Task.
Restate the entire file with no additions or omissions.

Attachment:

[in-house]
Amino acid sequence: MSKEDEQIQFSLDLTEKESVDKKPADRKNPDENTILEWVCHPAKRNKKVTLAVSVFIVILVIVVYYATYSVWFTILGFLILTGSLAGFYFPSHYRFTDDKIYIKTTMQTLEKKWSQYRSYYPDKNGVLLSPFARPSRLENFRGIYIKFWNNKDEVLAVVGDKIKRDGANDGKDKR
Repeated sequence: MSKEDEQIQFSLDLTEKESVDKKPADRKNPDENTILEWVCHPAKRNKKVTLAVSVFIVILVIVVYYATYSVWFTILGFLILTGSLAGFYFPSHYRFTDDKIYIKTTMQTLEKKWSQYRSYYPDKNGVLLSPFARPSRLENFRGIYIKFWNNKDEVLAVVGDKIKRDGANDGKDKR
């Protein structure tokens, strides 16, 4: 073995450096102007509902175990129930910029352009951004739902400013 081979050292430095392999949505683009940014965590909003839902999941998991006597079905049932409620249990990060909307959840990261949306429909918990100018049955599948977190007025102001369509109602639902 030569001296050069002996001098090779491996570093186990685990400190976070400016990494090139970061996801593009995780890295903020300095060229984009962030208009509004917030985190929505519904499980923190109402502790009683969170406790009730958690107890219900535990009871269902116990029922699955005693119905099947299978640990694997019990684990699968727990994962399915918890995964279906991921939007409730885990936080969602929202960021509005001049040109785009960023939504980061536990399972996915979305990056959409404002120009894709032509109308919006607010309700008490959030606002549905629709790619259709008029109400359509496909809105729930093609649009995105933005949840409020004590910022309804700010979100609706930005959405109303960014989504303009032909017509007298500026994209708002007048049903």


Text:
[in-house]
Amino acid sequence: MSKEDEQIQFSLDLTEKESVDKKPADRKNPDENTILEWVCHPAKRNKKVTLAVSVFIVILVIVVYYATYSVWFTILGFLILTGSLAGFYFPSHYRFTDDKIYIKTTMQTLEKKWSQYRSYYPDKNGVLLSPFARPSRLENFRGIYIKFWNNKDEVLAVVGDKIKRDGANDGKDKR
Repeated sequence: MSKEDEQIQFSLDLTEKESVDKKPADRKNPDENTILEWVCHPAKRNKKVTLAVSVFIVILVIVVYYATYSVWFTILGFLILTGSLAGFYFPSHYRFTDDKIYIKTTMQTLEKKWSQYRSYYPDKNGVLLSPFARPSRLENFRGIYIKFWNNKDEVLAVVGDKIKRDGANDGKDKR
């Protein structure tokens, strides 16, 4: 073995450096102007509902175990129930910029352009951004739902400013 081979050292430095392999949505683009940014965590909003839902999941998991006597079905049932409620249990990060909307959840990261949306429909918990100018049955599948977190007025102001369509109602639902 030569001296050069002996001098090779491996570093186990685990400190976070400016990494090139970061996801593009995780890295903020300095060229984009962030208009509004917030985190929505519904499980923190109402502790009683969170406790009730958690107890219900535990009871269902116990029922699955005693119905099947299978640990694997019990684990699968727990994962399915918890995964279906991921939007409730885990936080969602929202960021509005001049040109785009960023939504980061536990399972996915979305990056959409404002120009894709032509109308919006607010309700008490959030606002549905629709790619259709008029109400359509496909809105729930093609649009995105933005949840409020004590910022309804700010979100609706930005959405109303960014989504303009032909017509007298500026994209708002007048049903």